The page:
The Epic of Gilgamesh
The Epic of Gilgamesh tells the story of a legendary king of Uruk in South Baby-lonia (van Reeth 1994). He was the fifth ruler of Uruk after the deluge and possibly ruled Uruk around 2800 BCE (van Reeth 1994). The Epic itself was originally conveyed in oral form, but was written down in Sumerian using cuneiform writing on clay tablets around 2000 BCE (Hooker 1996). Many fragments of the epic also survive in other languages such as Hurrian and Hittite (Hooker 1996). The most complete surviving version of the Epic was written in Akkian on twelve tablets (Hooker 1996); these were “Written down according to the original and collated in the palace of Ashurbani- pal, King of the tablets is named: Shin-eqi-unninni (Hooker 1996). This essay focuses on the life of Gilgamesh and ignores other events, such as Enkidu’s reflections on the value of civilised life or Utnapishtim’s account of the flood. The emphasis also falls on Gilgamesh’s life as described in the Epic, rather than on other sources. Gilgamesh’s essential quest for immortality is then highlighted. Finally, the Epic is compared to well-known heroic patterns typical of such myths.
Gilgamesh is born. His mother is Lady Wildcow Ninsun, a minor goddess who is caring and wise. His father is named Lugulbanda, who we do not learn much about during the course of the story. When Gilgamesh grows up he is strong and handsome. He builds the towering city of Uruk with intricately woven inner and outer walls and beautiful temples dedicated to Anu, the god of the heavens, and for his daughter Ishtar, goddess of love and war. His kingdom is full orchards, ponds, and irrigated fields. But Gilgamesh himself is selfish and evil. He steals any maiden that catches his eye and kills his own warriors just for the fun of it. He works his people so hard that they beg the gods to help them. The gods tell Ninsun it is her responsibility to take care of the problem because Gilgamesh is her son. Ninsun creates another men, a strong wild being named Enkidu. He shuns mankind and goes to live with the animals. Nearby hunters are soon complaining because he un-sets their traps and ruins their trade. They lure him out with a beautiful woman who sleeps with him for six days. He goes back to the animals but they no longer regard him as kin and run away from him. Confused, he goes back to the woman. She comforts him by telling him the wonders of civilization, and she warns him of the great strong Gilgamesh. Enkidu sets out to challenge him. By this time, Gilgamesh had had a dream that foretold a good friend coming into his life. Gilgamesh didn't know it, but this person would be Enkidu.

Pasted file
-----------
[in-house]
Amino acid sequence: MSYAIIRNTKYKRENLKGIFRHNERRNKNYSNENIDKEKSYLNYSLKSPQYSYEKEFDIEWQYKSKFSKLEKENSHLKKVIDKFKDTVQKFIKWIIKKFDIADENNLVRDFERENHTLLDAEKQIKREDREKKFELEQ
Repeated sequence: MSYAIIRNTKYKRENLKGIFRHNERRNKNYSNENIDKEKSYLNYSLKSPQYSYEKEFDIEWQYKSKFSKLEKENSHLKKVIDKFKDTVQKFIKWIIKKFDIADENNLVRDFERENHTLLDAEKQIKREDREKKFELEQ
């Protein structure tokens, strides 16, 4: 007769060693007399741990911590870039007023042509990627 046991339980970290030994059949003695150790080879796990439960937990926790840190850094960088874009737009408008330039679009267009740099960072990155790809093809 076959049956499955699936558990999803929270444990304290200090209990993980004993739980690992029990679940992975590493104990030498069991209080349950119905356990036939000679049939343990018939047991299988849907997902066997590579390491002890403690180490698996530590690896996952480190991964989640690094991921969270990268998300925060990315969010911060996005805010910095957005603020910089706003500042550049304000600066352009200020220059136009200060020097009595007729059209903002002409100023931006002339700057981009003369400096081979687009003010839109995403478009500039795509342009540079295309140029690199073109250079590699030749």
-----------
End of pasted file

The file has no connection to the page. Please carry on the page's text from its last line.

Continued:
Enkidu ventures into the town with the woman. They stop at a Shepard's hut. He graciously gives them food and fresh clothes. This is the first time Enkidu has eaten anything other than grass. He sings happily after drinking the wine, and for several days watches over the sheep and protects them from the wolves that prey on them. After a while he hears about a young bride who is going to be forced to sleep with Gilgamesh before she has even slept with her husband. Outraged, Enkidu sets out to stop him, planting himself firmly outside the young woman's bedchamber door. Angry that that anybody dared oppose him, he engages Enkidu in combat, and the wrestle all over the village. Gilgamesh, who is slightly stronger, wins. But as he towers over the defeated Enkidu, he realizes he is a man worthy of his friendship. They embrace and bind themselves together in alliance. Ninsun approves of this and gives them her blessing. Now that the two are friends they seek an epic journey to undertake together. Enkidu tells Gilgamesh of the fearsome Humbaba, a monster that watches over Cedar Forest, a sacred place in which no mortal is allowed to enter. As soon as he hears of him Gilgamesh is determined to fight Humbaba, even though Enkidu warns him winning will be impossible. But Gilgamesh is okay with the idea...
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